My first job in the food industry, and I do consider it one, was dusting the shelves of a liquor store on the main street of the very small town where I grew up. I was twelve years old. I remember being horrified by people who were willing to pay one hundred dollars, let alone three hundred, for a bottle of wine. Being a boy who was saving up for a bass guitar that cost the same amount as some of those more expensive bottles, and making only fifteen dollars for a day’s work, I considered such an expenditure frivolous and, although I didn’t know the word at the time, extremely bourgeois.
My feelings changed when I had my first glass of great wine (a 1993 Caymus Conundrum). That drink was part of a great meal at the restaurant Biba in Boston (now, sadly, closed). I had what the menu described as “The Dream Lunch.” It consisted of a spherical mound of potatoes, fresh herbs, gobs of crème fraîche, and an ungodly amount of beluga caviar. Suddenly I understood why people, if they could afford it, would spend so much money on wine and food: it tasted so amazingly good.
Now, one might reasonably surmise that this extravagant meal is my “origin story,” the first step I took on my way to becoming a restaurant cook. Not true. My mother has always cooked well; both sets of my grandparents respected good food and seemed intent on instilling in me the same sort of appreciation for it, starting when I was a child. There is no doubt that all these factors contributed to my familiarity with fine cuisine, but they had little to do with the real reasons why I decided to cook professionally.
More relevant was a summer job I had in my later teen years as a landscaper. It developed my taste for hard work, which is exactly what the life of a cook is all about. My first day on that job, an older coworker called to me, “Hey kid! You know Manuel?” Sheepishly I replied that I was new and didn’t know anyone on the crew. He laughed. “I’m talking about Manuel Labor. You’re gonna get to know him real well.” And I did.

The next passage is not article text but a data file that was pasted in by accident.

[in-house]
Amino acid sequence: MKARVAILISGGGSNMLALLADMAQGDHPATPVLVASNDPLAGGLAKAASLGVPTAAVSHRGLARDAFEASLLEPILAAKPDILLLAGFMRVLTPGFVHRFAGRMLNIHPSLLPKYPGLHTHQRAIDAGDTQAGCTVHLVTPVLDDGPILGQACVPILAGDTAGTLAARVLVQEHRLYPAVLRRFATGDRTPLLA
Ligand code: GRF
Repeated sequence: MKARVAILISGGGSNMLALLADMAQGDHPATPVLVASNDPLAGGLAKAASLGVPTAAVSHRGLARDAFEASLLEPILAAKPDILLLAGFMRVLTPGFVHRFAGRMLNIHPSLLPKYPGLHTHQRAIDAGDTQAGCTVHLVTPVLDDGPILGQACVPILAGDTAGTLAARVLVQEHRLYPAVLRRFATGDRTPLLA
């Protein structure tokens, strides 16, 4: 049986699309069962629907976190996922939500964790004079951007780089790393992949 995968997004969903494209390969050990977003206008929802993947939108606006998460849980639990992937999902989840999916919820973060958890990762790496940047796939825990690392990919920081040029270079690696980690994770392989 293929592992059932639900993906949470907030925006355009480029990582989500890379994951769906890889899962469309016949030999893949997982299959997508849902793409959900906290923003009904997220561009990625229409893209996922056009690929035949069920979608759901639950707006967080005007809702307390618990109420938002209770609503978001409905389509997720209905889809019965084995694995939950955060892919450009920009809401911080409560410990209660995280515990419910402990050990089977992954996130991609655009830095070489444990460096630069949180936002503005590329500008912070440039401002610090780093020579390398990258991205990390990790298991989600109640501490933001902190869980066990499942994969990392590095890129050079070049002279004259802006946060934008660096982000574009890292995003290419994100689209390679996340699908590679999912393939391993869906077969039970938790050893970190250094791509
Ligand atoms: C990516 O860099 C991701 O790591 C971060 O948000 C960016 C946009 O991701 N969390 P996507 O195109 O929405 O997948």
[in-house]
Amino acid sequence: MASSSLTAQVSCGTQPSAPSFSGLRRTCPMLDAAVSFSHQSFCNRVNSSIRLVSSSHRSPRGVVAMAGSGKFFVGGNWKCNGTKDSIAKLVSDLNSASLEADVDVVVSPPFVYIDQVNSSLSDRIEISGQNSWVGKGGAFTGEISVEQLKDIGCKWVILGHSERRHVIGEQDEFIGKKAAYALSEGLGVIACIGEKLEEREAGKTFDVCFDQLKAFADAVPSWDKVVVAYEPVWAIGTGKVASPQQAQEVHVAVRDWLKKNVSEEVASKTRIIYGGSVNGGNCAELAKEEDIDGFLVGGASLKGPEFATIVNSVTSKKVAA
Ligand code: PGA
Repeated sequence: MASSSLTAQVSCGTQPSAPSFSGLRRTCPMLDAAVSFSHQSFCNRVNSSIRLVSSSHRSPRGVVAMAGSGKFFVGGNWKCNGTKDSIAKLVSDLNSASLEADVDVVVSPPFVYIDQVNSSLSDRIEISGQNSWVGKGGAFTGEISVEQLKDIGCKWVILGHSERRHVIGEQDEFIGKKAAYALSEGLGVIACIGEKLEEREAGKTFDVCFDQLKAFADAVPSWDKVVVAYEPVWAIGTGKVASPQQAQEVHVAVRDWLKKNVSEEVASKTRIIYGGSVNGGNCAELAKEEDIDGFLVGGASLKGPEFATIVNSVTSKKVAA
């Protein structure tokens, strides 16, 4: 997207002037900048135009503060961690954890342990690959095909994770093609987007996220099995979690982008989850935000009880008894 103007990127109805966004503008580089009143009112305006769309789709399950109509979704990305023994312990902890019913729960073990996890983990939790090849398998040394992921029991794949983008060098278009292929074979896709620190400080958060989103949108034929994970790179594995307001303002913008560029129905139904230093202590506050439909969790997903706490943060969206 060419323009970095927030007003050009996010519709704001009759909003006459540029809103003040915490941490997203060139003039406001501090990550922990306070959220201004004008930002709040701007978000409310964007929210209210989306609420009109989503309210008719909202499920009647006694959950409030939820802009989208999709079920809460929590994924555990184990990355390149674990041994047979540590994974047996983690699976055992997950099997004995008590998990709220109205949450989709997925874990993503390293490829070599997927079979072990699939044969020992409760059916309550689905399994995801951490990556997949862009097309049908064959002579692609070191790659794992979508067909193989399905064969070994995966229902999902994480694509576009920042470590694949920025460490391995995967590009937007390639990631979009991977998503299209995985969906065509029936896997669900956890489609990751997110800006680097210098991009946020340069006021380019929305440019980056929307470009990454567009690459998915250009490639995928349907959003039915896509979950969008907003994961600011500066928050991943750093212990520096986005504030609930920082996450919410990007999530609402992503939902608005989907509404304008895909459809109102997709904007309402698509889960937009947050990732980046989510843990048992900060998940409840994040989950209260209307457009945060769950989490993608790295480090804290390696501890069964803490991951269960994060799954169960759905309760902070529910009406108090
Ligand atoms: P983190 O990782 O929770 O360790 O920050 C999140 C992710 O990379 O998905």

Katherine Streeter ©2009
In a couple of ways, working as a cook is not much different from working as a landscaper. The hours are crazy, and every night you go home exhausted from trying to maintain a certain level of excellence while working as fast as you can. I hated it. I loved it.
The biggest difference between landscaping and cooking, I found, was that, at least with the former, I was off work at the same time as everyone else I knew. If you’re thinking about becoming a cook, come to terms with this: when your buddies are out having fun, you’ll be getting your ass kicked. I hate this. I love this.
When I was doing a stage in France, a kid who had spent time in the United States said to me, “You’re a cook? Man, you must get laid all the time. Chicks love cooks.” “That might be true,” I responded. “Girls might like a guy who can cook, but most of the time, when people are looking to get laid, I’m in the kitchen working.” Jesus, I was telling the truth.
Many cooks say they enjoy their work because of the immediate gratification that comes with serving people food. There is a widespread notion that every night you receive feedback from your customers. I don’t find this to be entirely true. Usually I’m so focused on putting out a high-quality product that I don’t have the time or inclination to discover how much people have enjoyed their meal. Of course, it’s always nice when you do get a compliment, but it’s not as if every customer gives you a report card. I almost wish they did. I always got good grades in school.
In fact, I did well enough to get accepted to an extremely competitive college in the same small town where I first worked as a shelf-duster at the liquor store. During my college summers, I worked in restaurants as a dishwasher, pizza boy, and prep cook, all the while figuring I would study law after graduation. But I simply couldn’t get excited about that kind of career, and once I had my diploma, I just stayed in the kitchen.
People ask me all the time whether I regret getting a liberal arts degree instead of going directly to culinary school or simply working in a restaurant for those four years. I always say, unhesitatingly, “No.” Without that college experience I never would have learned how much I didn’t want to sit all day typing reports about things I didn’t care about. I liked my summer jobs well enough and cooking wasn’t law school, so I committed myself to becoming a decent cook. At the outset, it was just that simple, but another reason I decided to do the cooking thing for real was because I associated it with a certain kind of lifestyle.